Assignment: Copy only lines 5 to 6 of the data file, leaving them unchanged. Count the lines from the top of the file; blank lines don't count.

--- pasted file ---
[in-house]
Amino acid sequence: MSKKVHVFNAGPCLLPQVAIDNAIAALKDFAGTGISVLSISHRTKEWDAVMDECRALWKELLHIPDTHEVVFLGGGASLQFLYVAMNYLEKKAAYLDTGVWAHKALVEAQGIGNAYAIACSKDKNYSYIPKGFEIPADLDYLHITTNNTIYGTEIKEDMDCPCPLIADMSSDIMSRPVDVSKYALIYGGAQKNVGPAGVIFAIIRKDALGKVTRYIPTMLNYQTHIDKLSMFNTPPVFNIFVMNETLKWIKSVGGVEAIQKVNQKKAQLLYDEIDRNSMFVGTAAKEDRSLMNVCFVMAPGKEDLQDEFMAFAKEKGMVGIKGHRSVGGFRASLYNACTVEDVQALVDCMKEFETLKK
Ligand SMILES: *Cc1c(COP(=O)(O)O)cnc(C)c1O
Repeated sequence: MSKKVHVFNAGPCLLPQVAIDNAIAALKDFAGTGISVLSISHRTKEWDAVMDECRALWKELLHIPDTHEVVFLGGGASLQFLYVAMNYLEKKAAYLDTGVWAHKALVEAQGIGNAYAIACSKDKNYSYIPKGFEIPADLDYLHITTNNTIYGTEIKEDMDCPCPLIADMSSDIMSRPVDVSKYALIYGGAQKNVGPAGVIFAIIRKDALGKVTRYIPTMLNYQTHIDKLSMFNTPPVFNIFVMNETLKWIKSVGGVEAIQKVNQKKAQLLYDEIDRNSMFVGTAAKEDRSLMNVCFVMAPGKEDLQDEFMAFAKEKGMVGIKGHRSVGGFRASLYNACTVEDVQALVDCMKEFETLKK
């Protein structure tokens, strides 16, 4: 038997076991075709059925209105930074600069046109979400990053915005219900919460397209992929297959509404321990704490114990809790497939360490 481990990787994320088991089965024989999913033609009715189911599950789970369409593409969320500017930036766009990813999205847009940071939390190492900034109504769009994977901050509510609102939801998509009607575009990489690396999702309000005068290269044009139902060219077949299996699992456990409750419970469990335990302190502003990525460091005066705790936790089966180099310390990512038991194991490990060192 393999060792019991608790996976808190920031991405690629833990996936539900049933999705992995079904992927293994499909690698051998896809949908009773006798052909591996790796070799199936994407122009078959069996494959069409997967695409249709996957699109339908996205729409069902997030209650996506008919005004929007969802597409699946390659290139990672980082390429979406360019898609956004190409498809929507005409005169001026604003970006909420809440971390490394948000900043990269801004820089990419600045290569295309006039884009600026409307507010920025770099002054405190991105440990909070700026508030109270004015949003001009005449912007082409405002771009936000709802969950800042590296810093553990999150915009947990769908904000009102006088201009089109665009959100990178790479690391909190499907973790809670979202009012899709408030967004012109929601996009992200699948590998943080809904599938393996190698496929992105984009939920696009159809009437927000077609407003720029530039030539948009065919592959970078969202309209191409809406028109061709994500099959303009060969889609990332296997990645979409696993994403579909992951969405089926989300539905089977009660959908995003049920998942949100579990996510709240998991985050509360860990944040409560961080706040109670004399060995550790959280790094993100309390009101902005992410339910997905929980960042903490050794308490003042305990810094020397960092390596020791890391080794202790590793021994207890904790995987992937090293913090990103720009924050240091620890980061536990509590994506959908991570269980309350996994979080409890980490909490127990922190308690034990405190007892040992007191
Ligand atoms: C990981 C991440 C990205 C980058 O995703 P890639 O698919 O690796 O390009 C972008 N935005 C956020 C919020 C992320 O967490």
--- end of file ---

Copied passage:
């Protein structure tokens, strides 16, 4: 038997076991075709059925209105930074600069046109979400990053915005219900919460397209992929297959509404321990704490114990809790497939360490 481990990787994320088991089965024989999913033609009715189911599950789970369409593409969320500017930036766009990813999205847009940071939390190492900034109504769009994977901050509510609102939801998509009607575009990489690396999702309000005068290269044009139902060219077949299996699992456990409750419970469990335990302190502003990525460091005066705790936790089966180099310390990512038991194991490990060192 393999060792019991608790996976808190920031991405690629833990996936539900049933999705992995079904992927293994499909690698051998896809949908009773006798052909591996790796070799199936994407122009078959069996494959069409997967695409249709996957699109339908996205729409069902997030209650996506008919005004929007969802597409699946390659290139990672980082390429979406360019898609956004190409498809929507005409005169001026604003970006909420809440971390490394948000900043990269801004820089990419600045290569295309006039884009600026409307507010920025770099002054405190991105440990909070700026508030109270004015949003001009005449912007082409405002771009936000709802969950800042590296810093553990999150915009947990769908904000009102006088201009089109665009959100990178790479690391909190499907973790809670979202009012899709408030967004012109929601996009992200699948590998943080809904599938393996190698496929992105984009939920696009159809009437927000077609407003720029530039030539948009065919592959970078969202309209191409809406028109061709994500099959303009060969889609990332296997990645979409696993994403579909992951969405089926989300539905089977009660959908995003049920998942949100579990996510709240998991985050509360860990944040409560961080706040109670004399060995550790959280790094993100309390009101902005992410339910997905929980960042903490050794308490003042305990810094020397960092390596020791890391080794202790590793021994207890904790995987992937090293913090990103720009924050240091620890980061536990509590994506959908991570269980309350996994979080409890980490909490127990922190308690034990405190007892040992007191
Ligand atoms: C990981 C991440 C990205 C980058 O995703 P890639 O698919 O690796 O390009 C972008 N935005 C956020 C919020 C992320 O967490």